On Turning Ten

Topics: Imaginary friend, Coming of age, Blue Pages: 3 (1004 words) Published: October 20, 2012
“On Turning Ten”

The poem on Turning Ten by Billy Collins, was written in 1996 and is about leaving the childhood behind and growing up. Having to mature and stop the own imagination. Turning a two digit number was presented very sad in the poem. Whereas still being a one (one digit number) was a lot easier, not caring about what other say, playing with the imaginary friend and playing in a tree house. But turning ten changes everything.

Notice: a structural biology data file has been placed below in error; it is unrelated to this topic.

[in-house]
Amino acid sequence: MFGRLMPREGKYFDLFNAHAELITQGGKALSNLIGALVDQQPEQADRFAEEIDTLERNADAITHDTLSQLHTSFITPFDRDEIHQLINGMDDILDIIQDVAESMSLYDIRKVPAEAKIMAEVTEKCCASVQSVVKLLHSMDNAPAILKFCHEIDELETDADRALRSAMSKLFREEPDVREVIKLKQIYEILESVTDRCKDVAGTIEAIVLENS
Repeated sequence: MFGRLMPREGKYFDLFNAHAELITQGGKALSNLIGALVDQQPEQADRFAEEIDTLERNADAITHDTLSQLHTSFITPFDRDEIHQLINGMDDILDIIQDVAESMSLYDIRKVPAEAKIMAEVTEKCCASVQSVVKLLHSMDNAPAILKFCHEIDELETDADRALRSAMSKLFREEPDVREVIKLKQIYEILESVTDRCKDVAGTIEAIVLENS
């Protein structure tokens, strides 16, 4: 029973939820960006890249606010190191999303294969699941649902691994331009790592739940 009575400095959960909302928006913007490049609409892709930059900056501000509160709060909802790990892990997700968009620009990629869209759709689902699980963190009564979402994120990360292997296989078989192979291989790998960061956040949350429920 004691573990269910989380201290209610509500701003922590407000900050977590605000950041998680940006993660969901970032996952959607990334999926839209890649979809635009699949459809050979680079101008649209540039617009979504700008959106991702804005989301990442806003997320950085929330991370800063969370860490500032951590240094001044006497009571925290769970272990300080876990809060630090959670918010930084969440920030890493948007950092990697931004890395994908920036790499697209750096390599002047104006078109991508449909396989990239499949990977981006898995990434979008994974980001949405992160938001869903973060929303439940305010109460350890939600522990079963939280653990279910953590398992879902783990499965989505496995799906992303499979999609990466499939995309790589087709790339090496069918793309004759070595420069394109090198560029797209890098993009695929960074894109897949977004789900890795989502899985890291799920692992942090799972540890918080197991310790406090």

The poem is set up in one stanza where the lines are small, then big and then small again. There are 14 sentences and 32 lines, some of them are long, but others are very short so that the reader will think about these in particularly. There is no rhythm scheme, but there is a cadence which links the single lines. The tone of the poem is sad, due to the word choice which Collins chose “dark blue speed drained out of it” The color blue is a melancholic color which gives a feeling of sadness and drained is a very ruff and harsh word for a ten year old to use. Billy Collins audience is anyone who is willing to look back into their childhood. It is for people who want to remember their childhood and who lived through the same as Collins did. He lets the audience close into the poem by using imagery which reminds the reader of their own childhood. Such as the blue bike, the tree house, wanting to be a wizard or pirate, these are all memories from many childhoods. Giving examples of all of the different magical and heroic figures that he wanted to be, lets the reader connect because many of the readers have had the same dreams and beliefs as children. Collins starts the poem with stating what he is feeling to let the audience be touched. He uses images like “reading in bad light” and “measles” which are things which happen during the childhood and mixes these with words which are developed and don’t really fit into this childhood theme. “a kind of measles of the spirit” or “a disfiguring chicken pox of the...
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